The Key to Life: Understanding the Difference between Joy and Excitement

Most of us confuse joy with excitement. Excitement is an exalted state of the mind that is triggered by the external world through the body’s senses. Typical examples of this would be when we visit a new place or we go watch a great movie and say, “Oh my God. This was incredible. Amazing.” and so on. Understand that there is nothing inherently wrong with such bubbly enthusiasm. The essence is that the external world of objects is drawing us away from ourselves and into the object of our excitement. However as most of us know, this excitement does not last. And soon we are seeking for something else to replace our excitement. I would care to guess that such types of engagements are activating the short-term dopamine reward networks in the brain. These are not inherently bad, per se. However, they grow weary over time – and we are placed in the most unfortunate situation where we need more and more to get the “kick”. This is the basis of greed – which manifests itself in the world of material objects – more houses, more gold, more money, more cars. Or it could also manifest in the world of experiences – more travels to far more exotic locations, more ‘unique’ things to do, more places to visit, more restaurants to try and so on, more friends and acquaintances. There is no harm in wanting to try new things – but just observe if it coming from a compulsive state of restlessness or from a well reasoned and well thought out state of calm?

The above Path of Excitement leads us to want more and more. Almost always, this brings tremendous disquiet and discontent in our lives. So what can be done? Is there a way out?

Yes. The alternate path is the path of joy. The path of joy is characterized by a deep sense of satisfaction and peace – without excitement. Great examples would be times when we are relaxed by a beach, river or for some people in a religious place of worship. Some of us describe this like, “I felt calm, centred and blissful”. In this state, nothing more is needed. In contrast to the path of excitement which leaves you wanting more (which tires you), the path of joy brings deep satisfaction and a feeling of rest. Invariably, it calms the monkey mind and brings our whole being to the present moment. Many of us have experienced this if not several times, then at least once. But how do we go about establishing this state as our basic nature?

For this we need to look at the concept of Flow. Flow is a concept first introduced by the brilliant American-Hungarian psychologist Mihaly Csikszentmihalyi. Flow is a state of absolute involvement in the activity where space and time and oneself are forgotten. It is a deep involvement with any activity – without the chattering mind coming in and distracting oneself. Think of that time when you read a book and just forgot where you are or even who you are. This is different from watching a movie or playing a video game – which tires you (since the game or the movie draws you into the screen). This state of flow can happen while playing a sport or while gardening or doing any activity with total involvement without wanting any specific result. Flow is attained when we do things for the pure joy of doing it.

In order to enter flow we must develop a serious hobby. Whatever activity it is. And spend regular time (I would suggest daily) in practicing or engaging in it. Involve no one. Don’t hasten to post anything on social media. This is your private space. Don’t make it public. Nobody needs to know what makes you content. Once we start engaging in such activities seriously as opposed to frivolous excitement about people, things and events, we start developing an intuitive sense that joy resides in our involvement in activities and not from those activities bringing us joy. This is a very important difference. Joy is expressed from us and not obtained from outside. That is why – deep engagement – brings out the joy that already resides within us.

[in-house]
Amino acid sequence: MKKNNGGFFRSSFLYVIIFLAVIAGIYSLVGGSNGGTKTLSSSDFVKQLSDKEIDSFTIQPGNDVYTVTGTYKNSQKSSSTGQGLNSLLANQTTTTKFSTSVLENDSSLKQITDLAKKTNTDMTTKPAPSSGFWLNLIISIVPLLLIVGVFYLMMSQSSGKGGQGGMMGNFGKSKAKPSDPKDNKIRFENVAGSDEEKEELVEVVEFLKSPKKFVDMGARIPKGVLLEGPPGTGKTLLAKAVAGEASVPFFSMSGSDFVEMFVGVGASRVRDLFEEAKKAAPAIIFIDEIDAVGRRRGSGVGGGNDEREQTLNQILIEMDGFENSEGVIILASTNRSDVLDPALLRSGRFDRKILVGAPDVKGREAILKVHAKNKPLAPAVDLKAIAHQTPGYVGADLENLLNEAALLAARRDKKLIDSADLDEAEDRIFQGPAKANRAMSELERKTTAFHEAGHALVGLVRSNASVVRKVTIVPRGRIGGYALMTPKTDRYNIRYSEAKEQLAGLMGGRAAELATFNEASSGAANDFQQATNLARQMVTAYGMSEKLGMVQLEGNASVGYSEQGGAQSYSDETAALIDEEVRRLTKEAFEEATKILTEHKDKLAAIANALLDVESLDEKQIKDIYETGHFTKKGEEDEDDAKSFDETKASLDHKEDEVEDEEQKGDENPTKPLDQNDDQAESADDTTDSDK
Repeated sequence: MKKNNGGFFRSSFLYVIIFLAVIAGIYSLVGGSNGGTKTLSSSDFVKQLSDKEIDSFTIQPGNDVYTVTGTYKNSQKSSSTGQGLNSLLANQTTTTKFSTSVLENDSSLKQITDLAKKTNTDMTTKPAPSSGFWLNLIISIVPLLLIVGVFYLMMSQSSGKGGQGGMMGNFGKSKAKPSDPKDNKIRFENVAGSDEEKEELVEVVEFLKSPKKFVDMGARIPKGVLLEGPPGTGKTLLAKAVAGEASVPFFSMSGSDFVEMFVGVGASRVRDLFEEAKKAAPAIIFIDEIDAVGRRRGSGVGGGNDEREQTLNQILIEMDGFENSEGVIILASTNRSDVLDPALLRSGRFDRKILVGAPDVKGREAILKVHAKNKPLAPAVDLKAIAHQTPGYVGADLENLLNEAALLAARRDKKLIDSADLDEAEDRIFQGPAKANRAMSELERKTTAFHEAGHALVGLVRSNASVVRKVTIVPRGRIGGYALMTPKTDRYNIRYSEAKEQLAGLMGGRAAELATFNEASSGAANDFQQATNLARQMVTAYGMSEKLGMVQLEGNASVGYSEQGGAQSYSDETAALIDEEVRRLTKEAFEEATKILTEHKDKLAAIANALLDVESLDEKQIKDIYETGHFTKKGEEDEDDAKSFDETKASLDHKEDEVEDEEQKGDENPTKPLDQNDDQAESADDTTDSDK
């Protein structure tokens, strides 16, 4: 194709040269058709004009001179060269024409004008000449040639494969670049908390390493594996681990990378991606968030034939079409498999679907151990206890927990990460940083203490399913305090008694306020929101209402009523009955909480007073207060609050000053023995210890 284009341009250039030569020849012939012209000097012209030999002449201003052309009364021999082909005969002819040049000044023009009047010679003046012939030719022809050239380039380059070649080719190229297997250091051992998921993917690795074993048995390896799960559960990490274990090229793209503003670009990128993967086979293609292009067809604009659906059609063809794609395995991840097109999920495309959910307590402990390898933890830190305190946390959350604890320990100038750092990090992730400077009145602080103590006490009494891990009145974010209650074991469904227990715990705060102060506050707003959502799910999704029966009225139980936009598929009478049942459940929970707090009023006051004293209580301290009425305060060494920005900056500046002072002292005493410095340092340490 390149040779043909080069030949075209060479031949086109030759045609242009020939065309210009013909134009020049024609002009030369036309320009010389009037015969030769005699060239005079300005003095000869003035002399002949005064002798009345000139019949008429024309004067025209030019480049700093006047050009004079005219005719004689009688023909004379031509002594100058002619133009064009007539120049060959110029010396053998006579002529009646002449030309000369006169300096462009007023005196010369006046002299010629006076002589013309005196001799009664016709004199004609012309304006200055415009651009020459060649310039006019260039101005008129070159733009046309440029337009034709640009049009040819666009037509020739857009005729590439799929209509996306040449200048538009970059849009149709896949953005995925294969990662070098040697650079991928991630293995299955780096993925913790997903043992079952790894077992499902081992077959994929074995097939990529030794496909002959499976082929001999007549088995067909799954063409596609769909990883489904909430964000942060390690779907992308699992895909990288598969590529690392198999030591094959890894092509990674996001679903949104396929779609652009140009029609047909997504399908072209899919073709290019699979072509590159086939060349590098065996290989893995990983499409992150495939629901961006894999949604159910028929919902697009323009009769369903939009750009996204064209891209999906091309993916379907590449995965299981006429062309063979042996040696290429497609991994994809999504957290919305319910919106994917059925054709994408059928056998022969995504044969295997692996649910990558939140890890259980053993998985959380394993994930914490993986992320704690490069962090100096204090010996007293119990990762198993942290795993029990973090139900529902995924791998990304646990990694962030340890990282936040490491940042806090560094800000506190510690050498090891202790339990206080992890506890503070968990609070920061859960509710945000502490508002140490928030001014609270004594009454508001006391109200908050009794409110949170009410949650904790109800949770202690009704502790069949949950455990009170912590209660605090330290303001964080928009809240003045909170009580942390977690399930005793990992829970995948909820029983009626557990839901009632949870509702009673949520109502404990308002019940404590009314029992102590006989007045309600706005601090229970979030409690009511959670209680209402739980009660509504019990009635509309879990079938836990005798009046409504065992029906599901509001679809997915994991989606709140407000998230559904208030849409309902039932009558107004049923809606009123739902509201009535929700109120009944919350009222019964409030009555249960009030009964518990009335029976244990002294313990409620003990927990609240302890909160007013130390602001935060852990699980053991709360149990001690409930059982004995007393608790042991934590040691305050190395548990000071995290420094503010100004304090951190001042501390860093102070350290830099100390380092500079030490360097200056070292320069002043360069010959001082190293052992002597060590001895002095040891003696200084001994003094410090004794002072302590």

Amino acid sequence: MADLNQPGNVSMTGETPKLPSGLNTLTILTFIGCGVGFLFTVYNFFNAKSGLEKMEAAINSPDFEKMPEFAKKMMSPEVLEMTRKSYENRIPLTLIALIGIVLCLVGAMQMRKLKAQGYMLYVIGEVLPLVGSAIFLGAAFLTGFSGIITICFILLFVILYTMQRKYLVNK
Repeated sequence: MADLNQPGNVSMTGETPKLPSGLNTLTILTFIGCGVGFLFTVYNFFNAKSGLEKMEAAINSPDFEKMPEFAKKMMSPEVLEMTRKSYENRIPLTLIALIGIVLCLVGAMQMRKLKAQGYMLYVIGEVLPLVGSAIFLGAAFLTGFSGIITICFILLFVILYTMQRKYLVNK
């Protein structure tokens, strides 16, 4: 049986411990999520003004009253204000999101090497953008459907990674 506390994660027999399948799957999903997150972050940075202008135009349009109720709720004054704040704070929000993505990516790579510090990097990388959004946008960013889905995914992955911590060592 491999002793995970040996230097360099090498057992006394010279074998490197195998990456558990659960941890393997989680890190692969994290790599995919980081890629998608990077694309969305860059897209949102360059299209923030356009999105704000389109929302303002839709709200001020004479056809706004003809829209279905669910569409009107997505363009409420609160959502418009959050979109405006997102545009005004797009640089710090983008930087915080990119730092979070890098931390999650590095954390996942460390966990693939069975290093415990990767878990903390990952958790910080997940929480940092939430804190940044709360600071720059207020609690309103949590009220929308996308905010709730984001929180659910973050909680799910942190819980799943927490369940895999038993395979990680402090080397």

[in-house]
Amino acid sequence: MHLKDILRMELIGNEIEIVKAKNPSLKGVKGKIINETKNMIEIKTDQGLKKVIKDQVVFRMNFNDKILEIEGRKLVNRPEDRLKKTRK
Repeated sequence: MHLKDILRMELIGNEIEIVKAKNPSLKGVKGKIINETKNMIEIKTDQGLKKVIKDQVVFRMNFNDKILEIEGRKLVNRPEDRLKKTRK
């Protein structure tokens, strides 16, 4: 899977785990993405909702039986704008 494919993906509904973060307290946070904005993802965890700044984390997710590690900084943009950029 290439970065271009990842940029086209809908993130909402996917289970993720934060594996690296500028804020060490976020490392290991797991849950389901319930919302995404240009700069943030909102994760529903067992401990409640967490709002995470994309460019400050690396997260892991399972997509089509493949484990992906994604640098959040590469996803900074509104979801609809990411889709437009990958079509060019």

Unfortunately we do not feel this because we have made our entire lives “social”. We always do things because others are doing it, or to maintain our image in society or as a reaction against our parents or the popular culture. Most of our actions are ‘other oriented’. Or we do things in the name of ‘our freedom’. But these are merely asserting independence as a reaction to things. They usually fall into the path of excitement. Once we find the deep involvement in activity, then we need not comply with anyone nor would we rebel or run away from situations or people. We would simply be as we are. This is true freedom. Freedom is not the ability to do what we want. Freedom is the ability to be comfortably ourselves and authentic in all situations.

Therefore, let us start engaging deeply in whatever we do. Go into depth in any activity with a sense that we want to do our best. And slowly, gradually, we start seeing a new dimension open up in us. A dimension that is so strong yet so soft. A dimension that is beyond ‘others’. A dimension that brings us home, to who we truly are.

This is something worth aspiring for.

Riggi. Switzerland.

1 Comment

  1. Very well expressed but do you think a common man can differentiate between excitement and joy?

    On Wed, Jul 29, 2020 at 12:50 AM Journey of A Thousand Words wrote:

    > Akhilesh Magal posted: ” Most of us confuse joy with excitement. > Excitement is an exalted state of the mind that is triggered by the > external world through the body’s senses. Typical examples of this would be > when we visit a new place or we go watch a great movie and say, “Oh my” >

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